The project included new flooring, updated kitchens and bathrooms, stainless steel appliances, widened hallways for improved accessibility, and improvements to social rooms and laundry facilities, according to a release.

The project renovated apartments on the fourth and fifth floors of the facility’s Sunflower Tower. Apartments on the third floor had been renovated at an earlier time.

In total, the facility has 41 independent living apartments, in addition to operating assisted living and long-term care divisions.

Phelps said business at the facility had been strong recently, as Lawrence continues to see growth as a retirement destination.

“We have a lot of people who once lived in Lawrence, moved out of town and they wanted to come back,” he said.

Retirement homes have been a growing part of the Lawrence housing scene, and the market has attracted new investment. One of the larger construction projects in town currently is a new retirement complex near Sixth Street and Folks Road. Work that is underway northwest of that intersection — across from Free State High — is for Cedarhurst Senior Living, which is operated by a St. Louis-based firm. The project is building 53 units of assisted living and 22 units for people in need of memory care.

• There are several construction projects underway that generate some questions about what’s being built there. If you are ever in doubt, just guess Scooters Coffee. We’ve reported on all of these previously, but I’ll mention them again as they have become more visible recently. The construction underway along Iowa Street north of Ninth Street — where Johnny I’s used car lot once was located — is a new drive-thru Scooters location. The construction underway at 23rd and Haskell — where the AutoExchange used car lot once was located — is a new drive-thru Scooters location. The construction underway at 25th and Iowa streets — where Pie Five Pizza once was located — is a new drive-thru Scooters location.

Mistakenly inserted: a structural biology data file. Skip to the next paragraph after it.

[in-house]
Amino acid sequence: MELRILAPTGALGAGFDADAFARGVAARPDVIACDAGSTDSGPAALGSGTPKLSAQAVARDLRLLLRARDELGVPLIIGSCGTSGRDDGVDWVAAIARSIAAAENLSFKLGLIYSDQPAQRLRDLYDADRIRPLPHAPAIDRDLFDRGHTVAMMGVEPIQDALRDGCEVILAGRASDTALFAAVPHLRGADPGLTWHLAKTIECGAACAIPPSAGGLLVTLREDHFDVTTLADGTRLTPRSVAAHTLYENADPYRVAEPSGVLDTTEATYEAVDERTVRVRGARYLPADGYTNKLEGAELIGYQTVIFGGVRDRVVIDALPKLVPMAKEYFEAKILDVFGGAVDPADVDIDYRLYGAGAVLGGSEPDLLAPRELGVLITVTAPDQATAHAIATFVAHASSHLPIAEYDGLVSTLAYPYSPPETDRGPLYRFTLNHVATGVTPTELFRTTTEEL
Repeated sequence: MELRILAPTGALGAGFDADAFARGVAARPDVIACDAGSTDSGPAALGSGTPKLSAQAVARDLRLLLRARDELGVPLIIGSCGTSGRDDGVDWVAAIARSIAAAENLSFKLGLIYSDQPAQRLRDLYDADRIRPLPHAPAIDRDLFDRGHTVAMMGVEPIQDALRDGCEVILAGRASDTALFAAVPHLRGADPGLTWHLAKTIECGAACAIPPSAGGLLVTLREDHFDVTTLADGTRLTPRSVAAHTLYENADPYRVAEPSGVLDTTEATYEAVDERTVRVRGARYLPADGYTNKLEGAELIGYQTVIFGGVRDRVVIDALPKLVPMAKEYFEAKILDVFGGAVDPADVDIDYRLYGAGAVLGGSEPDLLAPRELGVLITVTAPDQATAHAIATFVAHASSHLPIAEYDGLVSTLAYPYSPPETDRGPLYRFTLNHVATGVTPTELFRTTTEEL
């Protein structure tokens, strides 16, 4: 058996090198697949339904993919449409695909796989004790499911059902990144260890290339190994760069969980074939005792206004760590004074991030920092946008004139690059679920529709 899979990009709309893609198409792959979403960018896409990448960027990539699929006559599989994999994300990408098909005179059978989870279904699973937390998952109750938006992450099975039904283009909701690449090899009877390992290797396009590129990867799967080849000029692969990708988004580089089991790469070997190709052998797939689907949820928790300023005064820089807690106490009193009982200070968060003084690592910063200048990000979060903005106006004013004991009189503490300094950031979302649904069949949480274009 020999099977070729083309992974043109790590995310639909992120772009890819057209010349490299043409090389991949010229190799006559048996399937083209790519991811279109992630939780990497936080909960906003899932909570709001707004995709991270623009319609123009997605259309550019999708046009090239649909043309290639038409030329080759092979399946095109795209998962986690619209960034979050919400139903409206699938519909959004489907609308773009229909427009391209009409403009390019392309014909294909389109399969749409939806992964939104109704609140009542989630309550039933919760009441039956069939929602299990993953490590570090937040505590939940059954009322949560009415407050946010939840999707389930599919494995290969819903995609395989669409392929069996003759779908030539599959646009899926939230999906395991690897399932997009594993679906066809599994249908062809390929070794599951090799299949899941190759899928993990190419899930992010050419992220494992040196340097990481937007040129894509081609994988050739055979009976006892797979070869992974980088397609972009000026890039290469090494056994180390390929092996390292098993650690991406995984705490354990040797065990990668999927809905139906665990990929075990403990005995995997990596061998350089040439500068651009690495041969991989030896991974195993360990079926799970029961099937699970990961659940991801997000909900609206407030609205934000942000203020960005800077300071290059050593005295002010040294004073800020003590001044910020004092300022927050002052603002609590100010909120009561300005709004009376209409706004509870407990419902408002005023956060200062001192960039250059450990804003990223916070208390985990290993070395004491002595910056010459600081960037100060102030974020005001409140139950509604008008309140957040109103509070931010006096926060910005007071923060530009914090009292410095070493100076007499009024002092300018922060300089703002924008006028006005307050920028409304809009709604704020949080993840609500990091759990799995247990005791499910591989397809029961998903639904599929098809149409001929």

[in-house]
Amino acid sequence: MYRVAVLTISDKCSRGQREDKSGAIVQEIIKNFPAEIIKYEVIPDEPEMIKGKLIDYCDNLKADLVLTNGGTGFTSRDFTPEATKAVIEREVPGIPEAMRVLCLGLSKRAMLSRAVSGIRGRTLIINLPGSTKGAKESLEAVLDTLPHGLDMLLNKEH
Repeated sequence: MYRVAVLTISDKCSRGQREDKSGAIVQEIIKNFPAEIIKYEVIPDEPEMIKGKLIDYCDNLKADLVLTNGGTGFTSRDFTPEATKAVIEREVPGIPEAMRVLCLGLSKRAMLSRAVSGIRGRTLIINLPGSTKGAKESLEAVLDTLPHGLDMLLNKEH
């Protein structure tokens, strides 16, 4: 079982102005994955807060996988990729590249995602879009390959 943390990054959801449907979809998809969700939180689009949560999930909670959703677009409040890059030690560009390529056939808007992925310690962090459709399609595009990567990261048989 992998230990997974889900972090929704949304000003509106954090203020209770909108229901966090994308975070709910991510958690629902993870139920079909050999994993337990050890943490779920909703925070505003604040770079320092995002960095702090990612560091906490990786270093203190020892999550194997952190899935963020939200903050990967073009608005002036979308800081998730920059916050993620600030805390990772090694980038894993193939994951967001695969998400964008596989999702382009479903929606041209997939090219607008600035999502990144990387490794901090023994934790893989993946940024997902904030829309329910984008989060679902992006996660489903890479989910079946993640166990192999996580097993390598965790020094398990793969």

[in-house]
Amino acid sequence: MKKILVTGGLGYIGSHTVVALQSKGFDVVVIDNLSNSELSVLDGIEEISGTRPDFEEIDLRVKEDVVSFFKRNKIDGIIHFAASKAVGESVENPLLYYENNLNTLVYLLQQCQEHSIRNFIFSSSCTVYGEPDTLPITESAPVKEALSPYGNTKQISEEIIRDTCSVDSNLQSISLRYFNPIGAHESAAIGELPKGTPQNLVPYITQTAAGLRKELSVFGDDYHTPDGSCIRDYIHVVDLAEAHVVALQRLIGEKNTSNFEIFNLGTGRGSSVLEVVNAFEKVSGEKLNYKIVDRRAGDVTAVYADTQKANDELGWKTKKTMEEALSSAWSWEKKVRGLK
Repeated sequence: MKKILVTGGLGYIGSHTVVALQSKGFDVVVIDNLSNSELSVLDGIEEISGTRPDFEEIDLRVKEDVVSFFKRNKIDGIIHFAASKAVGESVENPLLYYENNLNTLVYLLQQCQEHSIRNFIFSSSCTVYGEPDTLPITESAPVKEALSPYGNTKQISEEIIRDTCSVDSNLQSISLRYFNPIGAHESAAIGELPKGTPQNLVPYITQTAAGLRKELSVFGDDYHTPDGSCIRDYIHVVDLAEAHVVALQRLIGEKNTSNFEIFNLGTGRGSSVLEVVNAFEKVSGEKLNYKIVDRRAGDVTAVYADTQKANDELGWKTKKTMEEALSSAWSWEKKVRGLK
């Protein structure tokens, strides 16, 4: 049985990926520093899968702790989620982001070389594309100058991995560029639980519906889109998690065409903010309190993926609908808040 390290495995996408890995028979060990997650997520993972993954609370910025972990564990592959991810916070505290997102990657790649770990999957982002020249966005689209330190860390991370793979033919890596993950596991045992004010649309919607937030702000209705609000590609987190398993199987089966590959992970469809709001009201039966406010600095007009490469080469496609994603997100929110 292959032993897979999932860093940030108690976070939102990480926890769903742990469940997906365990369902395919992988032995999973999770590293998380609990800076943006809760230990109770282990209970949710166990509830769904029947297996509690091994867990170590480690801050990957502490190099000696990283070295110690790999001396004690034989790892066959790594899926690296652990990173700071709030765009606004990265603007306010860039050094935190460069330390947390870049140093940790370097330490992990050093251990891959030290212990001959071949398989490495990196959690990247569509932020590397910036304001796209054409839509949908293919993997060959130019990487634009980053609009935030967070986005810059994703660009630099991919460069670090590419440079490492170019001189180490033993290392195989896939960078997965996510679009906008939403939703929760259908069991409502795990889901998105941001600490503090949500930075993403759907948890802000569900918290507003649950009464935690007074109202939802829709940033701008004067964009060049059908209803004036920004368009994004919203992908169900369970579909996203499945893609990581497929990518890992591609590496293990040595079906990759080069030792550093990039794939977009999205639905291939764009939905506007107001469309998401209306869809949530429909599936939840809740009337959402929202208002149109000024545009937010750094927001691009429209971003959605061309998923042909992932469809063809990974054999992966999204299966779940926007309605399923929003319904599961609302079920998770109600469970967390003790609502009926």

Now, add one more spot to the list, although it is not quite in Lawrence. Scooters has finalized a deal to build a drive-through coffee shop in Eudora. City officials finalized the purchase agreement earlier this week, Mayor Tim Reazin told me. Scooters will locate in the Nottingham commercial district, which is a redevelopment of a former elementary school site along Kansas Highway 10, just north of the highway’s Church Street interchange.

That project has attracted a Casey’s, a Wendy’s and we reported earlier this year that Mid-America Bank has purchased property to build a Eudora branch in the development. The Scooter’s coffee shop will be next to that bank location. That leaves just one undeveloped lot along Church Street unspoken for in the development. The next phase of the development will include other commercial lots farther off of Church Street, near an area that will include a plaza area for outdoor events.

photo by: City of Eudora

A schematic for future development of the Nottingham Center in Eudora is shown. Plans for a new Mid America Bank branch would be on lot 4 in the development.